The efforts of two New London High School students has sparked a renewed interest for the Newton Blackmour State Trail.
The trail, running from Seymour to New London, will reach the outskirts of the New London by fall.
Maddie Schroeder, a junior at NLHS and Amber Pethke, a senior, organized an informational meeting and sign unveiling at New London last week.
City officials, business owners, citizens and even congressional representatives attended the event at Pfeifer Park Wednesday, May 21.
Schroeder and Pethke opened by explaining their project which began through the School of Enterprise Marking at NLHS. The School of Enterprise Marketing is a project based learning class within the school, where students are given the opportunity to choose subjects they are interested in.
“Maddie and I were both interested in writing a grant and finding a way to give back to our community,” said Pethke.
“Throughout our high school career we’ve received unbelievable support from our community. It is hard to find ways to thank everyone for their support. So we thought why not show our gratitude by helping improve our community in the three ways Maddie and I value life – Educationally, environmentally, and through living a healthy lifestyle,” Pethke said.
“We invited you here tonight to educate you on the future plans of the Newton Blackmour State Trail, and to regain excitement for the route that will be coming into our city,” Schroeder said.
The two wrote and received an Environmental Sustainability Fast Track Grant through the Community Foundation of the Fox Valley Region, which allowed them to put on the community awareness and sign unveiling event.
“It is our hope through the Community Foundation we will be able to write a second grant called the Environmental Sustainability Partnership Grant to aid the construction of the trail,” said Schroeder.
They invited local business leader Beth Hutchison to speak on the positive impacts of the trail for local businesses.
Hutchison owns Familiar Grounds Coffee and Gifts at 206 N. Pearl Street. She said, “Small businesses need high customer counts to stay in operation. Being connected to the trail system would give an opportunity for our community to promote all our businesses.”
“Trail towns are destinations,” Hutchison said. “Trail users often venture off trails to enjoy the scenery and services a community has to offer.”
Next, New London educator Tiffany Schulz spoke on the positive impact the trail would have on youth and the environment. Schulz teaches phy-ed at NLHS, and is a board member at Mosquito Hill Nature Center.
She welcomed the idea of another opportunity for youth to get out, be active, exercise and learn new environments.
“Trails generally raise awareness amongst community members,” Schulz said. “It is a way for them to get out and see a part of the countryside they wouldn’t normally see.”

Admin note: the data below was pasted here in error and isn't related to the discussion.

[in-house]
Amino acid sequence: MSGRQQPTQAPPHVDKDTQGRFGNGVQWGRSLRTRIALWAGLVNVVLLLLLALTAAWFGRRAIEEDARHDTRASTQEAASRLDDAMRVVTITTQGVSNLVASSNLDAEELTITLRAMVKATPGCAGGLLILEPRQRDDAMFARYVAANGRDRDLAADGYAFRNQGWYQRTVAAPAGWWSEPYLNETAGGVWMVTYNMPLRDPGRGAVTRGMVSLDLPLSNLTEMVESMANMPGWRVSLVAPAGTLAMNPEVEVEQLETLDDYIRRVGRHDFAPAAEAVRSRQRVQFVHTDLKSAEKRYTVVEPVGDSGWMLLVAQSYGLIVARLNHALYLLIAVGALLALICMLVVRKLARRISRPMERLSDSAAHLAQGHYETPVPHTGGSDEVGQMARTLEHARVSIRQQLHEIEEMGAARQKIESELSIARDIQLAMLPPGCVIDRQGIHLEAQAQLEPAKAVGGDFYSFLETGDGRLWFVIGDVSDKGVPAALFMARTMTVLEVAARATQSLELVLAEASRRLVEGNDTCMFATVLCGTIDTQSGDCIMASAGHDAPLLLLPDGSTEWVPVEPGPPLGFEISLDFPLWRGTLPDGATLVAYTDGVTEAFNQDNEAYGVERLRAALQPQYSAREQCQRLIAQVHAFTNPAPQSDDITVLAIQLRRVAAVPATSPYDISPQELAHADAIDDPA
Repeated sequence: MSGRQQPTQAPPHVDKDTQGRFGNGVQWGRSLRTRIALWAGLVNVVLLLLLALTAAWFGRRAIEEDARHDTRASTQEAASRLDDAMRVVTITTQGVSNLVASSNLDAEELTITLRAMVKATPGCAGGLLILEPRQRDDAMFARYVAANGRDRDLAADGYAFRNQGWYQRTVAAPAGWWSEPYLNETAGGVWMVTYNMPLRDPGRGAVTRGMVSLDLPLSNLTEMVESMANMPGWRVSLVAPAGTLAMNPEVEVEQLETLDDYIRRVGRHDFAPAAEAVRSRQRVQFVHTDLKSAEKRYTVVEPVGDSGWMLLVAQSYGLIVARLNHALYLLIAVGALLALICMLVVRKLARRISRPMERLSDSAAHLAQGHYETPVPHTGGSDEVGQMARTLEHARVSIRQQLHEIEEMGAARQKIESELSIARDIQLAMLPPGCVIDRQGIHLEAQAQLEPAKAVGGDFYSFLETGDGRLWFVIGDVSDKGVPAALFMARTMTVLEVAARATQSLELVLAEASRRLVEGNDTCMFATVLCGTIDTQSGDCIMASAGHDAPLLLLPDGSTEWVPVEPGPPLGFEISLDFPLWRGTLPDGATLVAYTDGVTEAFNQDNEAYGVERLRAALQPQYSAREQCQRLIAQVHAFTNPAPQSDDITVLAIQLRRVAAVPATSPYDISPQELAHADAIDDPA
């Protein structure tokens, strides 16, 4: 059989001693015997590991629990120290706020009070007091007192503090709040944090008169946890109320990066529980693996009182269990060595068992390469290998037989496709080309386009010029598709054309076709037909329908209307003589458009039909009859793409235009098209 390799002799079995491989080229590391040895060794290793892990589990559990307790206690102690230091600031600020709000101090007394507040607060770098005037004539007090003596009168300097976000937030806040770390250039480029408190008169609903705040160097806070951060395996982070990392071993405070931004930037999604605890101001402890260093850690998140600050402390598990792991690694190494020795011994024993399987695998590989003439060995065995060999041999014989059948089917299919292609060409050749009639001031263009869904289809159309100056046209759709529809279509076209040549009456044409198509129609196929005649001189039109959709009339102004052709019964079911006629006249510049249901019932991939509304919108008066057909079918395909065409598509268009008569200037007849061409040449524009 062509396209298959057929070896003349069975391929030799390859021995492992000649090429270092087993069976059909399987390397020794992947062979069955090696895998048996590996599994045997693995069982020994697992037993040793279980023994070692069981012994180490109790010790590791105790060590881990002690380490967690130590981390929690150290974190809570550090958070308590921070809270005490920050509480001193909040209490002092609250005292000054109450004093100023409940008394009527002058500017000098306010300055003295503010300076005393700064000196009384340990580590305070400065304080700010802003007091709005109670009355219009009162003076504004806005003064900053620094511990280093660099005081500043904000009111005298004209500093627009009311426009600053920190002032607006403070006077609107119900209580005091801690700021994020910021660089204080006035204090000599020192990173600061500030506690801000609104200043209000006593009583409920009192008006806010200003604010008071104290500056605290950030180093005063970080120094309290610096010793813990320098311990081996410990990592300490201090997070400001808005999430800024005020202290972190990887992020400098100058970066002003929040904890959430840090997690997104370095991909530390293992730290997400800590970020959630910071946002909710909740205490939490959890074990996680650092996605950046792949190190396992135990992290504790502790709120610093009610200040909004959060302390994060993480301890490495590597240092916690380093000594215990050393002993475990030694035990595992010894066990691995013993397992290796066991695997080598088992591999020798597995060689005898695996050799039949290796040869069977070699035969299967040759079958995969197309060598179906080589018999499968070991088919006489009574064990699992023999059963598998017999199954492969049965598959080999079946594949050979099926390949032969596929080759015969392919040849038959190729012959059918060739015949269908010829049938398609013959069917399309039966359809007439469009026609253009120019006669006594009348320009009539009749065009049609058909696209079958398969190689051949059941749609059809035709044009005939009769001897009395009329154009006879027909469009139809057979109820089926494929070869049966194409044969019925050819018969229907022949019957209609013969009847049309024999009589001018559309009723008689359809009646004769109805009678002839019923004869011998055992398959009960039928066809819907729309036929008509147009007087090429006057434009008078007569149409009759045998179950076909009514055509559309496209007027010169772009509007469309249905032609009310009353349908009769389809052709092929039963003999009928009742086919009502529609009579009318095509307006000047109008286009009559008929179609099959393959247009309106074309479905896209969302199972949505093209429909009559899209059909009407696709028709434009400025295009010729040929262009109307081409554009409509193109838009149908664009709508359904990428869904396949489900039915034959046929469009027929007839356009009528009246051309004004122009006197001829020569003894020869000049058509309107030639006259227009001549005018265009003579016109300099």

New London Director of Parks and Recreation, Chad Hoerth spoke on the trail description and completion process. He also shared some information on the economic impacts of trails in Wisconsin.
“Biking boosts the Wisconsin Economy by $1.5 billion annually,” said Hoerth. In Sparta, 15,500 visitors use their bike trails with an economic impact of $994 million.
Hoerth explained that the Newton Blackmour State Trail name is derived from the four major communities it passes through: New London, Shiocton, Black Creek and Seymour.
When finished, the trail will span a grand total of 23 miles through Outagamie and Waupaca County.
The 14-mile segment of trail from New London to Black Creek is still under construction with an anticipated opening this fall. From Seymour the trail connects to the Duck Creek Trail, which continues into the Oneida Nation.
Hoerth said Outagamie County is developing the trail from Black Creek to the city limits of New London at House Road. The city is then going to develop from House Road into New London and Pfeifer Park.
“This is a little different in that the last one mile section will be a ‘Rails with Trail’ application,” said Hoerth. “Outagamie County’s section is a ‘Rails to Trail’ application utilizing the old railroad bed.
He pointed out three specific areas on an overhead map that will pose different challenges within the last mile of trail coming into New London. Engineering work and permitting processes will need to be complete before construction begins.
The first obstacle moving west from House Road is two overpasses where the trail will run underneath. The next area presenting a challenge is a wetland. Hoerth said that this 800 foot area would likely require construction of a board walk. The trail would then continue West past New London’s dog park to river road.
The final challenge is the construction of a bridge crossing the Embarrass River to join the trail with New London’s trail system in Pfeifer Park.
Hoerth said the city would have to hire a design firm, which would cost $40,000 to $80,000.
“First we would have to work with an engineering firm on the design, and we would have to work with the DOT and DNR on permitting, and then we can determine the actual cost of constructing this final section of trail,” said Hoerth.
An account is already set up for anyone wishing to make a tax deductible donation for the final leg of the trail. Hoerth said they will also seek grant funding to offset the design and construction cost of the trail.
Mayor Gary Henke addressed the audience next.
“This is something we’ve been looking forward to for a few years,” said Henke. “As far as I’m concerned this is not something we’d like to do, this is something we must do and there are a lot of reasons for that.”
“Trails support an active lifestyle and improve health through physical activity. Trails attract tourism, which helps create jobs and puts money into the local economy,” explained Henke.
He also said that trails typically increase local property values, and add to the general quality of life in a community.